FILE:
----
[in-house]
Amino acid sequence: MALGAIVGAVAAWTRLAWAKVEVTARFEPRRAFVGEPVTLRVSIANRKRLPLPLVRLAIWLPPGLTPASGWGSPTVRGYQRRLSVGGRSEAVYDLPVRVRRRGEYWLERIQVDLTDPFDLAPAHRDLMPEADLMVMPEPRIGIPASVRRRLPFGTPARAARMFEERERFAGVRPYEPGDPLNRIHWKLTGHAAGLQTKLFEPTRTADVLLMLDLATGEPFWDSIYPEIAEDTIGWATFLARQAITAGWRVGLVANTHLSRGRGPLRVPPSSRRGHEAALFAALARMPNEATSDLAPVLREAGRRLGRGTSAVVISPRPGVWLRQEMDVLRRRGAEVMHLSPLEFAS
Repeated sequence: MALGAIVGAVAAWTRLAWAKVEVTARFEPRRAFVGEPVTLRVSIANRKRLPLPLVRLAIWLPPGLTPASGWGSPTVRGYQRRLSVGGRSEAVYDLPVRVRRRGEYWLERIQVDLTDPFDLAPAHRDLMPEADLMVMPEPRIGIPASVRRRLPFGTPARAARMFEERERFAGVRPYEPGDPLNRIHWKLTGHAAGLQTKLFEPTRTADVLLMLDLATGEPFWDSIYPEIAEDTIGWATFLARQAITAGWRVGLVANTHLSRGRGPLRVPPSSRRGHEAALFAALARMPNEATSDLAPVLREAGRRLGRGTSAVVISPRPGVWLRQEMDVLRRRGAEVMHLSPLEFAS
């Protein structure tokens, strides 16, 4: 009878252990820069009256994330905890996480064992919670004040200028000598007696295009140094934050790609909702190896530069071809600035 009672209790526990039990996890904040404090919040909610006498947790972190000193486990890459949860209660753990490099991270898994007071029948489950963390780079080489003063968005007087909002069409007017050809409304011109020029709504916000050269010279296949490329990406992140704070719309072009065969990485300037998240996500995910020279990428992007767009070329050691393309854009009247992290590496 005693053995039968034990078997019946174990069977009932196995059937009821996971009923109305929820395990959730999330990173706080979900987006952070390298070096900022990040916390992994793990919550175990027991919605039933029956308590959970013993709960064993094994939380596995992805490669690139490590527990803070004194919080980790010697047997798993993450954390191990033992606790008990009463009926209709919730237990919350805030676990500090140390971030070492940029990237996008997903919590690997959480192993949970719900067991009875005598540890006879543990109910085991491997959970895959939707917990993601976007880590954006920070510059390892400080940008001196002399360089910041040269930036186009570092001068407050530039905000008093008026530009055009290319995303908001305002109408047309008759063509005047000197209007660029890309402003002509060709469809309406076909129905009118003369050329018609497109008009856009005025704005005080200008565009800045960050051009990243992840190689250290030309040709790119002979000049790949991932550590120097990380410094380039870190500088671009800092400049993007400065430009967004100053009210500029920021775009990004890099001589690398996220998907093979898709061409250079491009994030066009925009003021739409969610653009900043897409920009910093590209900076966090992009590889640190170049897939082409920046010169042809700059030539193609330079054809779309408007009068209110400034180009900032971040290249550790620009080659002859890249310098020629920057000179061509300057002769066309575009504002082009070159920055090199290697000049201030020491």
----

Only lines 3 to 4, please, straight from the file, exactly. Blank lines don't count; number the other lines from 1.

Repeated sequence: MALGAIVGAVAAWTRLAWAKVEVTARFEPRRAFVGEPVTLRVSIANRKRLPLPLVRLAIWLPPGLTPASGWGSPTVRGYQRRLSVGGRSEAVYDLPVRVRRRGEYWLERIQVDLTDPFDLAPAHRDLMPEADLMVMPEPRIGIPASVRRRLPFGTPARAARMFEERERFAGVRPYEPGDPLNRIHWKLTGHAAGLQTKLFEPTRTADVLLMLDLATGEPFWDSIYPEIAEDTIGWATFLARQAITAGWRVGLVANTHLSRGRGPLRVPPSSRRGHEAALFAALARMPNEATSDLAPVLREAGRRLGRGTSAVVISPRPGVWLRQEMDVLRRRGAEVMHLSPLEFAS
């Protein structure tokens, strides 16, 4: 009878252990820069009256994330905890996480064992919670004040200028000598007696295009140094934050790609909702190896530069071809600035 009672209790526990039990996890904040404090919040909610006498947790972190000193486990890459949860209660753990490099991270898994007071029948489950963390780079080489003063968005007087909002069409007017050809409304011109020029709504916000050269010279296949490329990406992140704070719309072009065969990485300037998240996500995910020279990428992007767009070329050691393309854009009247992290590496 005693053995039968034990078997019946174990069977009932196995059937009821996971009923109305929820395990959730999330990173706080979900987006952070390298070096900022990040916390992994793990919550175990027991919605039933029956308590959970013993709960064993094994939380596995992805490669690139490590527990803070004194919080980790010697047997798993993450954390191990033992606790008990009463009926209709919730237990919350805030676990500090140390971030070492940029990237996008997903919590690997959480192993949970719900067991009875005598540890006879543990109910085991491997959970895959939707917990993601976007880590954006920070510059390892400080940008001196002399360089910041040269930036186009570092001068407050530039905000008093008026530009055009290319995303908001305002109408047309008759063509005047000197209007660029890309402003002509060709469809309406076909129905009118003369050329018609497109008009856009005025704005005080200008565009800045960050051009990243992840190689250290030309040709790119002979000049790949991932550590120097990380410094380039870190500088671009800092400049993007400065430009967004100053009210500029920021775009990004890099001589690398996220998907093979898709061409250079491009994030066009925009003021739409969610653009900043897409920009910093590209900076966090992009590889640190170049897939082409920046010169042809700059030539193609330079054809779309408007009068209110400034180009900032971040290249550790620009080659002859890249310098020629920057000179061509300057002769066309575009504002082009070159920055090199290697000049201030020491």